Maulvi Agha Iftikharuddin Mirza – accused who had uttered abusive/derogatory words against the institution of judiciary and judges especially Justice Qazi Faez Isa – tendered an unconditional apology in the Supreme Court.
In response to the Supreme Court notice, Mirza submitted an unconditional apology wherein he surrendered himself at the mercy of the court. The apology stated that the deponent in a private meeting unintentionally uttered some words against the judiciary and judges. “Deponent has lots of regret and feels sorry for these words as he seeks unconditional apology and surrenders himself at the mercy of court,” the apology said.
The deponent further clarified that neither his conversation was recorded nor made viral on social media with his consent or knowledge. The apex court will resume hearing of the case on July 2.
Meanwhile, an anti-terrorism court on Tuesday approved a seven-day physical remand of Mirza who is already in the custody of the Federal Investigation Agency (FIA).
Last week, Chief Justice of Pakistan Gulzar Ahmed had taken suo motu notice of the footage doing the rounds on social media a day after Justice Isa’s wife Sarina Isa filed an application at Islamabad’s Secretariat Police Station to register a first information report (FIR).
Sarina had complained that her husband had received a death threat via a video in which the intimidator – Maulvi Mirza – could be heard saying: “Isa should be shot publicly.”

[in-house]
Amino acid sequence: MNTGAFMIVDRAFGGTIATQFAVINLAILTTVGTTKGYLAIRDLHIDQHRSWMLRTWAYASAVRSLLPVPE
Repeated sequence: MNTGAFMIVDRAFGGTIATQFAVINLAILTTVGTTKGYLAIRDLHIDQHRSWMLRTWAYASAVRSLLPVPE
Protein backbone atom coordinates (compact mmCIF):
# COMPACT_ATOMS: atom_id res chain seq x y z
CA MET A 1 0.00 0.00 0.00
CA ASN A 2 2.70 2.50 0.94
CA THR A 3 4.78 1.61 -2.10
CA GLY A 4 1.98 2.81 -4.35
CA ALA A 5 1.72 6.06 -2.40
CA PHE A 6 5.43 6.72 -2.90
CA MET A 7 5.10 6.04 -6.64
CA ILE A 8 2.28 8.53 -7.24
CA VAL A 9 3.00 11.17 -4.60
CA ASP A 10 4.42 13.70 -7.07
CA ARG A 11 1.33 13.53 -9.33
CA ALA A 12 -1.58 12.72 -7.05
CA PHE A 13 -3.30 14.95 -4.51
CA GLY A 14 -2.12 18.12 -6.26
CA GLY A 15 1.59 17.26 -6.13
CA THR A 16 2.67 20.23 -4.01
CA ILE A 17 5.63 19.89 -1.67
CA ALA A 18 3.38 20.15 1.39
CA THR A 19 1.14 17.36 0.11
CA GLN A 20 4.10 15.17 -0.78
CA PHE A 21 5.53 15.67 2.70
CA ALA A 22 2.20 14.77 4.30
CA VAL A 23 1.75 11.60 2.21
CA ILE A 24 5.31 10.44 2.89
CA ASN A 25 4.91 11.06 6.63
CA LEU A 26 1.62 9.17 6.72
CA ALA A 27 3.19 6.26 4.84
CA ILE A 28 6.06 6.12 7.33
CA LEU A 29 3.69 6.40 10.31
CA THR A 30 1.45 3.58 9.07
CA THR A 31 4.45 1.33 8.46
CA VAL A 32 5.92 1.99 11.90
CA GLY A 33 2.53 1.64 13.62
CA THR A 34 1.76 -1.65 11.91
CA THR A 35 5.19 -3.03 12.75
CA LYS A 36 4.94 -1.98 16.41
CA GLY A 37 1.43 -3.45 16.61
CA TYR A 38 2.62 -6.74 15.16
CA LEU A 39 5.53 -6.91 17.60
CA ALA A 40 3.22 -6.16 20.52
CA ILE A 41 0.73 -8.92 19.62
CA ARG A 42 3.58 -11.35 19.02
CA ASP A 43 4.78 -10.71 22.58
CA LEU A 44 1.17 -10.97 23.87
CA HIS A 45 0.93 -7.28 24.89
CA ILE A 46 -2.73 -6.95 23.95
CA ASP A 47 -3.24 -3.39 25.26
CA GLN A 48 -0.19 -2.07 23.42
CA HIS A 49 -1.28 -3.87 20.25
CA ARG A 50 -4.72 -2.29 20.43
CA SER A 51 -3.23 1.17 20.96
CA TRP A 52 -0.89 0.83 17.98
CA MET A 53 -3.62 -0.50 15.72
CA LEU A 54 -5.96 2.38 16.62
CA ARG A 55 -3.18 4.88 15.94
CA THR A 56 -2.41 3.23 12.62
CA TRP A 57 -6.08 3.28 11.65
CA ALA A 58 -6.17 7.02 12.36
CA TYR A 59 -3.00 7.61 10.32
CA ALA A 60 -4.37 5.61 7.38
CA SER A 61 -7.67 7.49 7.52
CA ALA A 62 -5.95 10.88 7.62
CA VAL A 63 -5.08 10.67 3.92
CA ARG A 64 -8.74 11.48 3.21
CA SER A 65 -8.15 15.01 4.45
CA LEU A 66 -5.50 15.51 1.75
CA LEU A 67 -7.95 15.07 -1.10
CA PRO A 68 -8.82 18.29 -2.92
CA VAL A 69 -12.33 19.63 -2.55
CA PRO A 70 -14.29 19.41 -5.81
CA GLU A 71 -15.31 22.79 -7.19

“Whoever is caught in embezzlement, whether it be Faez Isa or anyone else, should be executed through a firing squad. Those who indulge in such activities must be hanged and the entire city should be invited to watch it,” the person in the video said.
“People should be asked to come to Fawara Chowk [in Rawalpindi] to see someone was being hanged,” he added.
Sarina claimed that many powerful people were not happy with her husband and she suspected the death threat was in continuation of what they have been facing.
Justice Isa faced a presidential reference on misconduct, but a 10-judge bench of the Supreme Court on June 20 quashed it.
However, the apex court directed the Federal Board of Revenue to continue with its proceedings in three offshore properties owned by the wife and children of the judge.